SEATTLE — The State Route 99 tunnel’s Mercer Street exit to South Lake Union from the northbound lanes comes with some challenges for both traffic engineers and drivers. 

The off-ramp is a sharp curve that leads onto Republican Street and then a stoplight on Dexter Avenue.       

Drivers have the option of turning left to Mercer Street to connect to Interstate 5, staying straight on Republican Street into South Lake Union, or turning right on Dexter Avenue towards Denny Way and downtown. 

WATCH: Driving north on the new Seattle tunnel

The off-ramp puts drivers into the heart of a neighborhood that can already turn into a parking lot during rush hour.      

“We had predictions of what traffic would look like in South Lake Union 10 or 15 years ago,” said Dave Sowers, deputy program manager for the viaduct replacement program. “Things are much different than we imagined.” 

The Washington State Department of Transportation admits tunnel planners couldn’t anticipate how bad the Mercer Mess would become. Dexter Avenue also lost a lane of traffic to bikes.  Now traffic engineers worry vehicles trying to exit the tunnel will join the gridlock.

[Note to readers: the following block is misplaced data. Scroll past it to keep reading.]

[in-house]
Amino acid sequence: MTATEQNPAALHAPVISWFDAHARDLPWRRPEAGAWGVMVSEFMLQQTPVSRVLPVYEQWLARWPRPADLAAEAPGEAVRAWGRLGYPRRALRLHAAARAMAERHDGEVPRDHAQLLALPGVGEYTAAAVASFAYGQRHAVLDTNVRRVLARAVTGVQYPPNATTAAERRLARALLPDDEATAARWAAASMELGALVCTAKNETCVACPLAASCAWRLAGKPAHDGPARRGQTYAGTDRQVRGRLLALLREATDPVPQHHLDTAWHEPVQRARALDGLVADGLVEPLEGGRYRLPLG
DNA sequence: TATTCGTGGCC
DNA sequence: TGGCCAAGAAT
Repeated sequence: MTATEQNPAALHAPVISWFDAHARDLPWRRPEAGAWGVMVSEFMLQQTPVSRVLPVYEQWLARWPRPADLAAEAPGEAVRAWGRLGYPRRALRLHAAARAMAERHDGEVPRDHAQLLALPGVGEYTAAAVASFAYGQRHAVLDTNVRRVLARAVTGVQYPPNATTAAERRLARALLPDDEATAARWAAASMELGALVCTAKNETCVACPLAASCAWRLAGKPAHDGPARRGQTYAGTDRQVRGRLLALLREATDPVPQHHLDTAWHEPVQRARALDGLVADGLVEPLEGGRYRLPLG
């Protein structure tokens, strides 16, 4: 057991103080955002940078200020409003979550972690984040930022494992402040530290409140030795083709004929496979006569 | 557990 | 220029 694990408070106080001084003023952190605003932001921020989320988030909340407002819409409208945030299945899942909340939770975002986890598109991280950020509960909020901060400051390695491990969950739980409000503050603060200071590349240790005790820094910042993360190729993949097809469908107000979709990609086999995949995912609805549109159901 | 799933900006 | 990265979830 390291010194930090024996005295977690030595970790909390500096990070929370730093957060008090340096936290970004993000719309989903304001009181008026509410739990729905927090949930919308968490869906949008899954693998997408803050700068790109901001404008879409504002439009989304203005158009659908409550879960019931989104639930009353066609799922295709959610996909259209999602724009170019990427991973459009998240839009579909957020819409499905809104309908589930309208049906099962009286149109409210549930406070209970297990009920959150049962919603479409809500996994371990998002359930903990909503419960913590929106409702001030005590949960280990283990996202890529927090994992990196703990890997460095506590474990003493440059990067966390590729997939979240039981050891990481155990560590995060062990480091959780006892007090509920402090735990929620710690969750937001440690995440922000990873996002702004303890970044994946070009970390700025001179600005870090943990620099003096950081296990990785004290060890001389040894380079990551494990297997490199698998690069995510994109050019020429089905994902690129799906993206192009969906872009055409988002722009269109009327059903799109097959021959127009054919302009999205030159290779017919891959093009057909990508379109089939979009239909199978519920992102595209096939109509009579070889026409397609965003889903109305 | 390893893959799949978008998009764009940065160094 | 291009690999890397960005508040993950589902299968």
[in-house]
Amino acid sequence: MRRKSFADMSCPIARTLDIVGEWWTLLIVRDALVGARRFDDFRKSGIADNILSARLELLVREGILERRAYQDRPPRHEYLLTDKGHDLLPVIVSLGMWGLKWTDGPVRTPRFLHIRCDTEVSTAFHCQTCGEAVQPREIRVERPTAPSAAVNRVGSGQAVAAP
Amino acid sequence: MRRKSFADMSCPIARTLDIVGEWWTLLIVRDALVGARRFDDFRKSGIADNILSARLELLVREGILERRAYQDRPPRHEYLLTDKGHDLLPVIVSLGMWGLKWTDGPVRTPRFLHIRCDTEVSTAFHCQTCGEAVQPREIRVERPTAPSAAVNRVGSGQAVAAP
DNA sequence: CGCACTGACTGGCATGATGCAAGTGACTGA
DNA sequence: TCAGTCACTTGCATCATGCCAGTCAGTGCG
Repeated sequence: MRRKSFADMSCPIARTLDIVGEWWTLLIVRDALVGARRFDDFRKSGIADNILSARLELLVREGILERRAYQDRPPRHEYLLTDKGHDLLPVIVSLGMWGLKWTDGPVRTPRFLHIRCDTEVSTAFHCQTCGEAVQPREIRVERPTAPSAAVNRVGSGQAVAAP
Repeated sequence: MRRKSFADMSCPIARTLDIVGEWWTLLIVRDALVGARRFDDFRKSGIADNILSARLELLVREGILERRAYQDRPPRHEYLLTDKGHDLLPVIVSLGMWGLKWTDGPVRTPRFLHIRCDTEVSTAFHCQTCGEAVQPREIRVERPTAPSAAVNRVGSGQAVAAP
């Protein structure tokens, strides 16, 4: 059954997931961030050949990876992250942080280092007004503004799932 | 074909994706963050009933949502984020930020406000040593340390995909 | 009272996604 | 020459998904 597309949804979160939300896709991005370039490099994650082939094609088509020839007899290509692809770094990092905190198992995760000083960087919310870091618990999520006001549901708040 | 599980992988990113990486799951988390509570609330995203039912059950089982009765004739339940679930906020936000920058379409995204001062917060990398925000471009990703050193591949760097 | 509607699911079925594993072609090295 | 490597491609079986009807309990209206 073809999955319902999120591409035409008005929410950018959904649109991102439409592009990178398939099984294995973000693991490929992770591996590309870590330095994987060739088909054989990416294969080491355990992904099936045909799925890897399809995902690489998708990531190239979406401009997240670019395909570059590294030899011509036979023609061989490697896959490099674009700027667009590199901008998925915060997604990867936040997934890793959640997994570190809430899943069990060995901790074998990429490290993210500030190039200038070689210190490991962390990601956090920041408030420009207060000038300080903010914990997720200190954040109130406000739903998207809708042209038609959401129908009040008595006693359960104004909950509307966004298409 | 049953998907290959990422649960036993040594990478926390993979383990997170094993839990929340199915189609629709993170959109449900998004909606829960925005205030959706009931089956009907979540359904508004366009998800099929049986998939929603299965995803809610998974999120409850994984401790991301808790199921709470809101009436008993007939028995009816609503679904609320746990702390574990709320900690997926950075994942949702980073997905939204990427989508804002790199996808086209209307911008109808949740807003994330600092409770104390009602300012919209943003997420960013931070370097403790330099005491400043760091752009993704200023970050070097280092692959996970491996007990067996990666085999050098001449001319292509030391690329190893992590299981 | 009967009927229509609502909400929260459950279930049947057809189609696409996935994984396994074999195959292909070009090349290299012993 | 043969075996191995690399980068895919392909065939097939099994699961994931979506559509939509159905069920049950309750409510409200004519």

“One of the things that WSDOT’s very concerned about is having this long back-up that comes off the ramp and backs up onto the highway,” said Sowers. 

tunnel north portal map
If drivers exit SR 99 at the tunnel's north portal, they can turn left to Mercer Street and I-5, turn right to Dexter Avenue North, or continue straight to South Lake Union destinations.
WSDOT

That’s why WSDOT is working with the Seattle Department of Transportation on what they call queue detection. It is technology that allows traffic lights to recognize when cars are backing up on the tunnel off-ramp and change the signal times.

“It will be automatic,” said SDOT traffic engineer Adiam Emery. “For the first three weeks, we’re going to observe and see how the pattern formulates.”

RELATED: Driving southbound on SR 99 after the tunnel opens

RELATED: Driving northbound on SR 99 after the tunnel opens

Bike traffic could also back up the off-ramp if engineers limit right turns onto Dexter Avenue. 

Sowers says the bicycle community is concerned about drivers exiting the tunnel and turning right on Dexter Avenue on a red light without checking for cyclists in the bike lane. It’s something SDOT will be monitoring and the city could limit those right turns if they put cyclist safety in jeopardy. 

“We have to be nimble and flexible and change signal times and access points just as much as we can to facilitate mobility and safety,” SDOT Director of Mobility Heather Marx said. 

RELATED: New SR 99 tunnel under Seattle will open to traffic Monday morning